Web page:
The former Tory cabinet minister Caroline Spelman has called for the UK to consider criminalising the purchase of sex and urged more male politicians to enter a public debate about the reform of prostitution laws.
Spelman, who as environment secretary from 2010 to 2012 was one of David Cameron’s few senior female ministers, said she supported the Nordic model, named after the system in Sweden, Iceland and Norway, which makes it a crime to buy, but not sell, sexual services.
Speaking to the Guardian, the MP said it was important for more men to make their views clear about the issue, which provokes strong feelings on both sides of the debate.
Many sex workers’ groups argue that making the buying of sex illegal could push trade underground and make the lives of prostitutes more dangerous. However, Spelman said: “I think the Nordic law is the right direction, but we need cross-party support for it. It’s very important men come out and say what they think as well because it’s very emotive.”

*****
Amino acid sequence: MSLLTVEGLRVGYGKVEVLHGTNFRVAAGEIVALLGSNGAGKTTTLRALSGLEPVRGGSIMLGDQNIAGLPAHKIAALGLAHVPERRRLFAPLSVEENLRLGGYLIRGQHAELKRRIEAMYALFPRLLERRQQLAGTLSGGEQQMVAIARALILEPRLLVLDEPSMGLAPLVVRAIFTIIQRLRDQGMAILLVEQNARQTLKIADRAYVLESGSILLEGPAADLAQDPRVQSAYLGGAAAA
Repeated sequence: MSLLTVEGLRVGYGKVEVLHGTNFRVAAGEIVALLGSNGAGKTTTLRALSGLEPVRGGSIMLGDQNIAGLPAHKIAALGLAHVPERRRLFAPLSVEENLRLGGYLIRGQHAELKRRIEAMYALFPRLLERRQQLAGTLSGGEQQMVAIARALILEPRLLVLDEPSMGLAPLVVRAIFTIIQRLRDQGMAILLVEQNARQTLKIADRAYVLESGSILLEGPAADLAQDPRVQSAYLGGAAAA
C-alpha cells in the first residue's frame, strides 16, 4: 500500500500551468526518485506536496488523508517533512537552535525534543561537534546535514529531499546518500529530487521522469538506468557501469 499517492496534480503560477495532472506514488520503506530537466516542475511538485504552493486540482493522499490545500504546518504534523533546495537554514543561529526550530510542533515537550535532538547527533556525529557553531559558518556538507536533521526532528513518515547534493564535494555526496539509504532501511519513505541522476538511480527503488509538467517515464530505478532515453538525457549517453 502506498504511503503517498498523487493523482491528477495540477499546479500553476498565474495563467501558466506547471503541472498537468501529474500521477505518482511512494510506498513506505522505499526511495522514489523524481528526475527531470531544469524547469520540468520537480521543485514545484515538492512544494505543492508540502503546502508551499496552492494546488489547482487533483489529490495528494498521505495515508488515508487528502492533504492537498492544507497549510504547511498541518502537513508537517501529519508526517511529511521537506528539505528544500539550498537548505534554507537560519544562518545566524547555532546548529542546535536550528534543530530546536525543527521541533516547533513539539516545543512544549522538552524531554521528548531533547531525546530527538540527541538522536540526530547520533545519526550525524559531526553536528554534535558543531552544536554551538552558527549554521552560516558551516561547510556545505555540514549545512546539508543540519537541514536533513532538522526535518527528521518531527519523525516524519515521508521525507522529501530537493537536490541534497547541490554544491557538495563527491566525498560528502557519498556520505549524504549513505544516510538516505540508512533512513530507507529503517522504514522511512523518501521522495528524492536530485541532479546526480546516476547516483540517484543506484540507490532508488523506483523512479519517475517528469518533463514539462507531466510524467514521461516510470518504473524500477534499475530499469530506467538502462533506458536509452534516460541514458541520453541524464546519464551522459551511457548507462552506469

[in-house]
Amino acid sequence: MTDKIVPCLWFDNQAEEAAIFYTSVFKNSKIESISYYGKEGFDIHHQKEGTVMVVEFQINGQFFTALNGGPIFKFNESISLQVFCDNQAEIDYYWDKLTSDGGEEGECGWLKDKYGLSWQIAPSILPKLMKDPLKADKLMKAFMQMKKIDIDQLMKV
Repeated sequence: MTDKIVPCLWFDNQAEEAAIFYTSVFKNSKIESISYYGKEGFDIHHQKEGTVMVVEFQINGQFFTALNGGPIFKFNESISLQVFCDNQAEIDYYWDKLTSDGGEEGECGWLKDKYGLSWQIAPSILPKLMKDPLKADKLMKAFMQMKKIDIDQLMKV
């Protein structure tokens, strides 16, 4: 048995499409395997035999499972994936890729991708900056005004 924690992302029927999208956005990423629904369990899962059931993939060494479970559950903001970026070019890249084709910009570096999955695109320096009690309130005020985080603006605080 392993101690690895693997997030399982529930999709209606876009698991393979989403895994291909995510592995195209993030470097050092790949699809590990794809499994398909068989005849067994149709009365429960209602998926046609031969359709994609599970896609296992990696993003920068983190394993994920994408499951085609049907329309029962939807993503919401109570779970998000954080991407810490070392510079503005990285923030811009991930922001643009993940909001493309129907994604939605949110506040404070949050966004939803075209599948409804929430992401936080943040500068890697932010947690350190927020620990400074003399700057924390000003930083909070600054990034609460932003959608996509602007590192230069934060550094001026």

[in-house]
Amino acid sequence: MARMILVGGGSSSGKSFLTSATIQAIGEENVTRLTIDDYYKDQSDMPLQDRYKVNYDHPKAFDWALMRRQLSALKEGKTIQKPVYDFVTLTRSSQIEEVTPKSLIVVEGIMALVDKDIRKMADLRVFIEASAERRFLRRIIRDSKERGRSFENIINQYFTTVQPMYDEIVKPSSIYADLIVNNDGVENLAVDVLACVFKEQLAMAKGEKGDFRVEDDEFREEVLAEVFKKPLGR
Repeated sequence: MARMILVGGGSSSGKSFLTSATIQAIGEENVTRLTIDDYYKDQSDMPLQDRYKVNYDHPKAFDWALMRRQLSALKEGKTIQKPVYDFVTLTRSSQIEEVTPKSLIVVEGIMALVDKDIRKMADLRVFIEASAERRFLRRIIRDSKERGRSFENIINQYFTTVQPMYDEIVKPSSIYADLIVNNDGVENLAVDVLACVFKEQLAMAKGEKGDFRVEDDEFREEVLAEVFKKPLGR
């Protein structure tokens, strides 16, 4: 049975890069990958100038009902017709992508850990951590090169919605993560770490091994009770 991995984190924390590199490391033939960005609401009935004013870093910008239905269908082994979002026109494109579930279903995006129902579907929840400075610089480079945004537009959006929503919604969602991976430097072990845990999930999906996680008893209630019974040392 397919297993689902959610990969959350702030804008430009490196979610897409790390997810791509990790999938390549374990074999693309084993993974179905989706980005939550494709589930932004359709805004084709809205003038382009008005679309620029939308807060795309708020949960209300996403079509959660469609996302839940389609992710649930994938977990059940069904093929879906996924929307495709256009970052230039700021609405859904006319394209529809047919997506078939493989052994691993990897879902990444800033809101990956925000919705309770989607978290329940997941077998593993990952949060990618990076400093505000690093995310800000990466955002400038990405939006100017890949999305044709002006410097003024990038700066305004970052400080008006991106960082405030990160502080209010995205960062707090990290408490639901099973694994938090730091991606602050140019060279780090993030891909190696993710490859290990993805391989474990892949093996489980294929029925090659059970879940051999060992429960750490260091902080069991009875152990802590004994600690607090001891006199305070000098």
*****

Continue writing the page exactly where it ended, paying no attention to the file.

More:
She said she was shocked by estimates that thousands of prostitutes in the UK had been trafficked and believed such sexual exploitation would have to be addressed through reducing demand.
Figures from the Association of Chief Police Officers, reproduced by the House of Commons library, suggest 17,000 of the estimated 30,000 women involved in off-street prostitution in England and Wales are immigrants, of whom 2,600 are deemed to have been trafficked and a further 9,200 are viewed as vulnerable.
There are laws against kerb-crawling, soliciting and running brothels in England and Wales. However, selling sex is legal behind closed doors and buying sex is allowed unless a third party is controlling the prostitute for gain with “exploitative conduct of a kind likely to induce or encourage” provision of sexual services.
Demands for Britain to look again at changing prostitution laws come as France is passing legislation to emulate the Nordic model and the law is under review in Northern Ireland, Ireland, Finland and Canada. Last month, the European parliament passed a non-binding resolution in favour of criminalising the purchase of sex, putting pressure on member states to re-evaluate their policies.